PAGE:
Fatherhood Adventures

I never imagined how much 8 p.m. would mean to me.

There’s no way to say it without sounding cold but by the time this hour comes every night I am ready for my little toddler to go to bed. All you parents fully understand what I mean here. Parenting is exhausting.

My kids are the loves of my life (along with my wife, of course), and I enjoy and cherish every minute with them. They are the center of my life, and I would have it no other way. They mean everything to me.

With all that sappy disclaimer stuff out of the way, when 8 p.m. rolls around, it’s nighttime for Beckett, and there’s little negotiating involved. The good news is by that time he’s all set and ready to go to bed.

After his bath, milk and a dose of children’s Zyrtec to keep his allergies in check, Beckett usually sits in his “big boy” chair and watches Diego from 7:30-8 p.m. He typically mellows out and talks back and forth with his little explorer buddy throughout the show. I can’t help but get caught up and watch it with him. The routine continues with the opening theme song to the Backyardigans. He knows, as do his parents, that this catchy number signifies its time for bed.

Beckett is now at the age, 2 years old next Wednesday, that he likes sleep and he’s on board with bedtime. That makes things easy for all of us.

While my wife was at work on Wednesday, I had an experience with my little guy that had me recounting the story to her later, “as one of my proudest moments ever.”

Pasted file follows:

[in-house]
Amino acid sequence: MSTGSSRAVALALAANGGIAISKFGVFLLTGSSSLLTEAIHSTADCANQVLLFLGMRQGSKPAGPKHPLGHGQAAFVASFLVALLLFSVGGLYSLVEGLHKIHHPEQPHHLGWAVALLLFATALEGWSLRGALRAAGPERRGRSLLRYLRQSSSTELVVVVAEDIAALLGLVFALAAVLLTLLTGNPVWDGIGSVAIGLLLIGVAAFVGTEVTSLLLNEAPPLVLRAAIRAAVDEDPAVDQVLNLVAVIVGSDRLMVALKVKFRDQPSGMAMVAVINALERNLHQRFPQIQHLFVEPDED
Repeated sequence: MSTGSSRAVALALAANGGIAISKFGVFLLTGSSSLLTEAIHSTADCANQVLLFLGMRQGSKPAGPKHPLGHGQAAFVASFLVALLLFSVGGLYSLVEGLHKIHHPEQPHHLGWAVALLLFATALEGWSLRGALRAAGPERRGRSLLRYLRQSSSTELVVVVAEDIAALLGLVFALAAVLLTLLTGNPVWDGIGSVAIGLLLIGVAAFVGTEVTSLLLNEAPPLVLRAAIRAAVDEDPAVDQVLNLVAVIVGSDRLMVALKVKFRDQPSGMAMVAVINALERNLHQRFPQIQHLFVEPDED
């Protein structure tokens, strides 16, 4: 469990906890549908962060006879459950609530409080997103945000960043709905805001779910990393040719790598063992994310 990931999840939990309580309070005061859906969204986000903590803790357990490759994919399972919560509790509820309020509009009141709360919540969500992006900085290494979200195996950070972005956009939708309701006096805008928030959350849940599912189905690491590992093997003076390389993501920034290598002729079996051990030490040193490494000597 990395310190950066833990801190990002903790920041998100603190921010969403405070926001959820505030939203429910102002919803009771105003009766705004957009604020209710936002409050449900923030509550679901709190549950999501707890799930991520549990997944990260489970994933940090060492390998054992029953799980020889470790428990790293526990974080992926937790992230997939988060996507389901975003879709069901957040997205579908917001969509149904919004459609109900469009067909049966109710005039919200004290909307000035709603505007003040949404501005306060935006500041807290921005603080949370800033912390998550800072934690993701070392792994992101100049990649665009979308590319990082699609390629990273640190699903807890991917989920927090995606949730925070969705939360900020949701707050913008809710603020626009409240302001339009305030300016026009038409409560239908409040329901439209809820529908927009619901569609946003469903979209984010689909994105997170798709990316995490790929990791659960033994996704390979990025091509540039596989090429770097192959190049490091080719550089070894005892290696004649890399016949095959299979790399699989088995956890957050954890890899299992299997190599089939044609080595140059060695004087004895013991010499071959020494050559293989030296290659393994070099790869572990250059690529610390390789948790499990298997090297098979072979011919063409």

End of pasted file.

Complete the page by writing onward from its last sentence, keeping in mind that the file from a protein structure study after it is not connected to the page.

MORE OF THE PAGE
I walked over to Beckett’s chair, asking him if he was ready for “night-night”, to which he clearly replied, “yes.” I grabbed a hold of his hand, despite the fact he never wants any part of that. He almost always yanks out of my grasp quickly and runs recklessly away with an evil laugh.

To my absolute amazement, he squeezed back this time and held my hand all the way upstairs to his room (of course, stopping along the way to smell some flowers, as he always does directly before bed, for some reason).

After finishing the nightly bedtime routine, Beckett quickly fell asleep, allowing me time to change out of my work clothes and relax for the night. As luck would have it, by the time I got downstairs, Carson, the 6-month-old, was uniquely articulating he was ready for a bottle. A half hour or so later, he was out for the night, not to be heard from again til about 6:30 in the morning. God bless that little boy. He can bang out a 10-hour-plus siesta like no other. He’s been a wonderful sleeper ever since he was 1 month old, and it’s a beautiful, beautiful thing.

It’s a little early to start Carson on the 8 p.m. bedtime, but I am secretly hoping for that day to arrive sooner rather than later. The thought of being able to put both my kids to sleep at the same time excites me.

You have to love a mom.

It’s opportune with their day coming up this weekend to honor all the mothers out there.